Book 39: A book that got bad reviews, O Pioneers! by Willa Cather
In effort to find a novel that got bad reviews, I consulted a list of books that got bad reviews upon their publication that later went on to become classics. On this list, I found O Pioneers. I can only say after having read the novel that I do not understand how it ever got bad reviews, but I definitely understand why it became a literary classic. This novel so fully encapsulates the immigrant Pioneer experience that you as a reader actually feel as if you are seeing the country through their hopeful eyes and it forever alters the way that you, even as a modern reader, feel about your own Patriotism. I felt such pride after reading this story–pride in my own immigrant ancestry, pride in the fact that so many hopeful people have come to my country over the centuries and found it such an awe inspiring place. It forced me to appreciate the amazing life I have as a result of these hard-working people who were once the backbone of this great nation. It makes me want to protect immigrants in my own time from the politicians and hateful others who wish to undermine them with an unprecedented ferocity. For those who love the Naturalist movement, this novel is not only a wonderful narrative about the people, but also the land. Cather’s beautiful prose about nature and the land in frontier Nebraska will knock your socks off. You will vividly see the beautiful natural landscapes as she paints them with her words and feel yourself transported to a simpler, more beautiful time.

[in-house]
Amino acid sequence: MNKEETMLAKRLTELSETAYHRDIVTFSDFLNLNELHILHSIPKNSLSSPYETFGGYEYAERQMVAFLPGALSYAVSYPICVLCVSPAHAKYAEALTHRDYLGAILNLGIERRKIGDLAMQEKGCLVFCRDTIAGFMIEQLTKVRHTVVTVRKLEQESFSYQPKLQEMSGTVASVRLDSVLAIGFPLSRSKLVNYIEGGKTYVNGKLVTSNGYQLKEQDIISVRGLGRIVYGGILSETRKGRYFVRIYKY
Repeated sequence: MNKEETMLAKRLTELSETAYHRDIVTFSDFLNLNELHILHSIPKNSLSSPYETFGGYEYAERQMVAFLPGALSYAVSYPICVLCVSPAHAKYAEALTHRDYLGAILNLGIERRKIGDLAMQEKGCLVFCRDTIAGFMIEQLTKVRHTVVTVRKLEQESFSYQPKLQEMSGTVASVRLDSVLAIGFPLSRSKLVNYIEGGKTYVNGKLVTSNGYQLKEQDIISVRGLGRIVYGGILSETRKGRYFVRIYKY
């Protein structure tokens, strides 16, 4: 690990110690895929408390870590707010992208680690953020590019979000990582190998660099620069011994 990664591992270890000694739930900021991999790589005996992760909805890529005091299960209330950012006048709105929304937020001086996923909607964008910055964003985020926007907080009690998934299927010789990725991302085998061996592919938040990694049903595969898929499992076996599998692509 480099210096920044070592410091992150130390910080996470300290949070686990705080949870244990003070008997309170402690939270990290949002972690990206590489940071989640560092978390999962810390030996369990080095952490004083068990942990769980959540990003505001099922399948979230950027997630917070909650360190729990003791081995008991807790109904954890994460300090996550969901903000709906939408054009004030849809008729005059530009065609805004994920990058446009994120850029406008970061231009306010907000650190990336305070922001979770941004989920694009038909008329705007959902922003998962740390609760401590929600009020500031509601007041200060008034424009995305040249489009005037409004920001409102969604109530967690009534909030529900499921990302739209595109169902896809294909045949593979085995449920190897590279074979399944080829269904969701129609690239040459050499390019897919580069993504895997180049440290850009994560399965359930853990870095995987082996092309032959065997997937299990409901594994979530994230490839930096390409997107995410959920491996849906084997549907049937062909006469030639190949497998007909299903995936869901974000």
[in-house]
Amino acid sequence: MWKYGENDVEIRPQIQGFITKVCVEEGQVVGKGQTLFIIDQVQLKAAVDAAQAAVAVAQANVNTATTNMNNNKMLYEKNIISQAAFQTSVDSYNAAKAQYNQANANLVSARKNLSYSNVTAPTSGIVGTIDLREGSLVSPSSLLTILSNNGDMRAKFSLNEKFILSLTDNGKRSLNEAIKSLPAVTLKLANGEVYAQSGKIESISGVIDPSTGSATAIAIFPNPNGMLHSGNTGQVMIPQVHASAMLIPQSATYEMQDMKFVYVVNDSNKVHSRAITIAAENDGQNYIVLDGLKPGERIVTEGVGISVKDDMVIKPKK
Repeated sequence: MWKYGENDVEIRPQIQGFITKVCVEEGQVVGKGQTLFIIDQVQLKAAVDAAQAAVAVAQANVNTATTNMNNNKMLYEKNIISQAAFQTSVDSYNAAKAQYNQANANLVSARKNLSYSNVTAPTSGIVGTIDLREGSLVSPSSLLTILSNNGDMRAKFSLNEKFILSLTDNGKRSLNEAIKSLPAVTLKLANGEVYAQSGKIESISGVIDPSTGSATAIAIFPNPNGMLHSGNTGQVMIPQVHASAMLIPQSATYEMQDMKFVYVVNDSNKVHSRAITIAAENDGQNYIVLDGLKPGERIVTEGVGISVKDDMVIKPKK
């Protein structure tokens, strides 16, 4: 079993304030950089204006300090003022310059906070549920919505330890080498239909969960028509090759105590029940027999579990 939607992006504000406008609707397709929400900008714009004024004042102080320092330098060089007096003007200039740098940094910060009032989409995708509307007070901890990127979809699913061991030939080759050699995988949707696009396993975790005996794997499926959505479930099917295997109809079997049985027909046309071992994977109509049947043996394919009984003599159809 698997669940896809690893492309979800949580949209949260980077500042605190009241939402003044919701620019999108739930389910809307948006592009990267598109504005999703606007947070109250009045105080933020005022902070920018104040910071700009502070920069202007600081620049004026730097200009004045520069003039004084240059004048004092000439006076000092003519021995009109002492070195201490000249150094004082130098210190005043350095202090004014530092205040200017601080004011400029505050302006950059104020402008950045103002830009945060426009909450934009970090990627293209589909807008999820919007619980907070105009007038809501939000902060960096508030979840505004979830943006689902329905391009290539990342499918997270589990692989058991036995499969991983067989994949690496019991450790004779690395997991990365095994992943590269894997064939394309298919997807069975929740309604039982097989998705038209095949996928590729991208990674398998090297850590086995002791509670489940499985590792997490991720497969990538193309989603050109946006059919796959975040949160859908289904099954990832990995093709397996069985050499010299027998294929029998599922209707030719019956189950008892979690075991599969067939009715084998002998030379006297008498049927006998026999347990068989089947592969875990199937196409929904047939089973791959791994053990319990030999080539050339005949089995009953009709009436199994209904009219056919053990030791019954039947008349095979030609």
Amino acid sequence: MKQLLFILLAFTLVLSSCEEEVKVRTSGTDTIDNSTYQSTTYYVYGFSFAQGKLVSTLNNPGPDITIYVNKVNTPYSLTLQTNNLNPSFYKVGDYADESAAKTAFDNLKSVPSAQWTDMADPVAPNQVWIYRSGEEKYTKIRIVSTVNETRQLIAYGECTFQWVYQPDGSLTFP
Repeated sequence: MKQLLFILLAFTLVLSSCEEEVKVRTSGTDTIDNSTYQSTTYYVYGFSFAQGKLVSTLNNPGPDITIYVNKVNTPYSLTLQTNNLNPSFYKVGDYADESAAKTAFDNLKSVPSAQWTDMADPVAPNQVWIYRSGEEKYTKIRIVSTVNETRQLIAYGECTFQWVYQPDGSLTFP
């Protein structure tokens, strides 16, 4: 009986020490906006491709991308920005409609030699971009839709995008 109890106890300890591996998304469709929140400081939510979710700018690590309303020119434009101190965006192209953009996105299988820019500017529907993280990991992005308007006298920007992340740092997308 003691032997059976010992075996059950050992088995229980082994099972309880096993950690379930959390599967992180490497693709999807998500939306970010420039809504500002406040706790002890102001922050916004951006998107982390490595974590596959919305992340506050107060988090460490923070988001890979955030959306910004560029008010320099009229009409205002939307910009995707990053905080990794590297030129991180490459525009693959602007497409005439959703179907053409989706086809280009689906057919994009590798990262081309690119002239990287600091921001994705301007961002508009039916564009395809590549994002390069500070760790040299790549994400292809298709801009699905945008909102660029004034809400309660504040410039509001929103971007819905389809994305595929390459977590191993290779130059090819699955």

The narrative follows the growth of the Bergson family starting with when their family recently settles in Nebraska from their native Sweden. Our protagonist, Alexandra, is the oldest of four surviving children and is entrusted with most of the important responsibilities regarding running the family farm as she displays the most acumen with business matters. Her two middle brothers assist with most of the physical farm labor, and the youngest is too little to assist the family in any capacity. Their father falls ill at the beginning of the novel, and the rest of the story unfolds into the struggle of the Bergson clan to maintain control of their farm and homestead. We are privy to the struggles they must endure and the sacrifices they must make to survive the harsh frontier intact. Though a short story, Cather packs the pages with poignant prose and beautiful scenic landscapes. You will be sad to see the story end, but satisfied with the conclusion and the future paths for this family. Cather’s novel is truly an excellent read and an integral part of the American literary canon as it beautiful captures a snapshot of our frontier history.